Philippines army recovers body of beheaded German hostage

Militant group Abu Sayyaf, which had pledged allegiance to Islamic State, executed German kidnap victim Jurgen Kantner after $600,000 ransom was not paid

The body of German hostage Jurgen Kantner (pictured) was found by the Philippines army
The body of German hostage Jurgen Kantner (pictured) was found by the Philippines army

The body of an elderly German hostage who was beheaded by Islamic militants this week has been recovered, military officials said.

The Abu Sayyaf, a kidnap-for-ransom network in the southern Philippines that has pledged allegiance to Islamic State, killed Jurgen Kantner, 70, after its demands for $600,000 in ransom were not met.

Military officials said marines found Kantner’s body on Saturday evening in the group’s remote island stronghold of Sulu, more than 1,000km south of Manila. The body will be returned to Germany, officials said.

“The armed forces of the Philippines continues with all efforts to make good [on] its commitment to return the remains of the kidnap victim to his homeland to accord to him the decent burial he deserves,” said military spokesman Colonel Edgard Arevalo.

Kantner’s vessel, the Rockall, was found drifting on 7 November off the southern Philippines with the body of his female companion, Sabine Merz, who had been shot. The Abu Sayyaf claimed the kidnapping.

Last month, a video was posted showing the beheading of Mr Kantner by a knife-wielding man shortly after a deadline for a 30m peso ($600,000) ransom expired.

The German foreign ministry said in a statement that it was "deeply shocked by the inhuman and gruesome act".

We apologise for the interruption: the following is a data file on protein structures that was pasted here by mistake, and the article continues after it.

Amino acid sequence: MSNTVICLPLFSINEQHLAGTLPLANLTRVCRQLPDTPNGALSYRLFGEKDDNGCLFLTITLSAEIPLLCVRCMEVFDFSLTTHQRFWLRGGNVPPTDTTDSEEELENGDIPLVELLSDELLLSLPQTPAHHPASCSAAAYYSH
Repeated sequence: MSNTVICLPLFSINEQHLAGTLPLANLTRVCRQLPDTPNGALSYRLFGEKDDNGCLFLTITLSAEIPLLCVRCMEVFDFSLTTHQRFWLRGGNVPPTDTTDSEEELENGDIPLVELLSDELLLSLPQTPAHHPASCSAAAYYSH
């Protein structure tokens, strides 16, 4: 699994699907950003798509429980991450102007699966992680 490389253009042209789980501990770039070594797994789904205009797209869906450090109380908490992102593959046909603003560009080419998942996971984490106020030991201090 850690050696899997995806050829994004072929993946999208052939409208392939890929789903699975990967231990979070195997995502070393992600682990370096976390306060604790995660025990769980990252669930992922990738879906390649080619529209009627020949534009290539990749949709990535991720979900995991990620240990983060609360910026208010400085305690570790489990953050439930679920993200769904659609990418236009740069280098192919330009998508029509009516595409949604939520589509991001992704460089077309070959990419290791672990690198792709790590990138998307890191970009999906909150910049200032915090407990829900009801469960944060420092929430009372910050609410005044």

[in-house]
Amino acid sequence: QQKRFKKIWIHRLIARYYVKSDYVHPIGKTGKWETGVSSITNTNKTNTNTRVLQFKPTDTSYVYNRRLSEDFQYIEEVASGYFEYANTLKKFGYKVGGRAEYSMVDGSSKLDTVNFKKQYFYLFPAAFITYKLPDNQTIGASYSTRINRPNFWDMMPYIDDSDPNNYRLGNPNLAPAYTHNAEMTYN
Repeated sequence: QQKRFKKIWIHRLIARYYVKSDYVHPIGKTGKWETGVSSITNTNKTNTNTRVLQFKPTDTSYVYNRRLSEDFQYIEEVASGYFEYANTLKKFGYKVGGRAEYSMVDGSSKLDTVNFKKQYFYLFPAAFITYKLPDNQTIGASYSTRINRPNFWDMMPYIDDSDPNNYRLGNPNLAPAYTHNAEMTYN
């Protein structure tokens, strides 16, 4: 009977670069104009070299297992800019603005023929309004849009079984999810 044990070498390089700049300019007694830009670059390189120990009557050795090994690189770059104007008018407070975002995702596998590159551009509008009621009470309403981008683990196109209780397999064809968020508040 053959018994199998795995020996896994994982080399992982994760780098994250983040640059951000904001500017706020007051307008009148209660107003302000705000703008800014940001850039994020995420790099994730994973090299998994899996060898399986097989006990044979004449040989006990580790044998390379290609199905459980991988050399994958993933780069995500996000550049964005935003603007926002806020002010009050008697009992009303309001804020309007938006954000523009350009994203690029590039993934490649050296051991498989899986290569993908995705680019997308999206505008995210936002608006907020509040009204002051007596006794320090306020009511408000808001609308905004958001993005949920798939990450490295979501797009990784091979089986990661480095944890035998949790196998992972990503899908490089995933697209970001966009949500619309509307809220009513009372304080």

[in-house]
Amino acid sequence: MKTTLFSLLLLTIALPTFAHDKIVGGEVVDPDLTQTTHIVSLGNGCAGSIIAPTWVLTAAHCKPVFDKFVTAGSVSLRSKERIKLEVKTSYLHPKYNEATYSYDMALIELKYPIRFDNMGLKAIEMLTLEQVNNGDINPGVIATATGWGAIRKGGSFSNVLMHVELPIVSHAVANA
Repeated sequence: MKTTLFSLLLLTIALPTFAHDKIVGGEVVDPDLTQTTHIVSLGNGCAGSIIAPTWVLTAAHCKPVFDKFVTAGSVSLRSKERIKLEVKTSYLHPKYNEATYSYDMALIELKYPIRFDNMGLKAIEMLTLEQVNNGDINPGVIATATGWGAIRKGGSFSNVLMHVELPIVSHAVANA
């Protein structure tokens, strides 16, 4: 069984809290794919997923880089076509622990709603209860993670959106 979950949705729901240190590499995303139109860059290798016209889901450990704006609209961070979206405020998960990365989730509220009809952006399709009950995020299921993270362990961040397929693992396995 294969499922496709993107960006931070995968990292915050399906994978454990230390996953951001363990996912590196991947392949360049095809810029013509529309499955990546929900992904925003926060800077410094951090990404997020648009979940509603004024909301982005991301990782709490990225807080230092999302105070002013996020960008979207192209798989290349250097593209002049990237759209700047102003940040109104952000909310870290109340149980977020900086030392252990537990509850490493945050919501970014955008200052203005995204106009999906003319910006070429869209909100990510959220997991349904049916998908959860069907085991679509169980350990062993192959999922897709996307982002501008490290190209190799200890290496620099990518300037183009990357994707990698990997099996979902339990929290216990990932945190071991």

Kantner’s remains are in a military hospital morgue in Sulu while officials are preparing documents to transport the body, authorities said.

Philippine President Rodrigo Duterte earlier apologised to Germany and Mr Kantner's family for failing to rescue him during nearly four months of captivity but insisted that ransoms should not be paid.

Troops have clashed with the Abu Sayyaf in recent days, leaving 18 soldiers injured and 14 militants dead, according to the military which has been unable to recover their bodies. 

The group, formed from seed money provided by a relative of the al-Qaida leader Osama bin Laden in the 1990s, have been kidnapping foreigners and locals for decades and holding them for ransom. Abu Sayyaf is one of the smallest and most violent jihadist groups in the southern Philippines, known for its brutality, including beheadings.

They are believed to still hold at least 19 foreigners and six Filipino hostages.

Blamed for the nation’s worst terrorist attacks, the Abu Sayyaf has used the support of local communities, millions of dollars in ransom and collusion with corrupt local officials to defy decades of military operations.